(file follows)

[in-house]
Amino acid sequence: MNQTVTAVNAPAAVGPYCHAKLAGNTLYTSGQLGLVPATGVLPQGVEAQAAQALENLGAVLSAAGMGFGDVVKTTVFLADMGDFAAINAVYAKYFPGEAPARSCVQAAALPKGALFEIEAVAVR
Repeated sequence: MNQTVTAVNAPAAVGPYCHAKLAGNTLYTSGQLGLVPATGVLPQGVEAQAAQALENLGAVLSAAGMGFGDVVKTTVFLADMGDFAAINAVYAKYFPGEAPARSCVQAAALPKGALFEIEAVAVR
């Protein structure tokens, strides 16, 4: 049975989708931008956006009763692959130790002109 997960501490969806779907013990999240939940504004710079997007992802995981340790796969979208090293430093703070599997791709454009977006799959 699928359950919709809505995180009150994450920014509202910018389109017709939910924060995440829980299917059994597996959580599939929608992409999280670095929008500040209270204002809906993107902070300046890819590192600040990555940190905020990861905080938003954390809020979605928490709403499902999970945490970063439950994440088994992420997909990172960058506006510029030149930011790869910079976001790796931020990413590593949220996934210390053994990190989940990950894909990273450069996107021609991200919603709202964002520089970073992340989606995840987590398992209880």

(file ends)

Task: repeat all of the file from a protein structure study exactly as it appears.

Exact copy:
[in-house]
Amino acid sequence: MNQTVTAVNAPAAVGPYCHAKLAGNTLYTSGQLGLVPATGVLPQGVEAQAAQALENLGAVLSAAGMGFGDVVKTTVFLADMGDFAAINAVYAKYFPGEAPARSCVQAAALPKGALFEIEAVAVR
Repeated sequence: MNQTVTAVNAPAAVGPYCHAKLAGNTLYTSGQLGLVPATGVLPQGVEAQAAQALENLGAVLSAAGMGFGDVVKTTVFLADMGDFAAINAVYAKYFPGEAPARSCVQAAALPKGALFEIEAVAVR
């Protein structure tokens, strides 16, 4: 049975989708931008956006009763692959130790002109 997960501490969806779907013990999240939940504004710079997007992802995981340790796969979208090293430093703070599997791709454009977006799959 699928359950919709809505995180009150994450920014509202910018389109017709939910924060995440829980299917059994597996959580599939929608992409999280670095929008500040209270204002809906993107902070300046890819590192600040990555940190905020990861905080938003954390809020979605928490709403499902999970945490970063439950994440088994992420997909990172960058506006510029030149930011790869910079976001790796931020990413590593949220996934210390053994990190989940990950894909990273450069996107021609991200919603709202964002520089970073992340989606995840987590398992209880």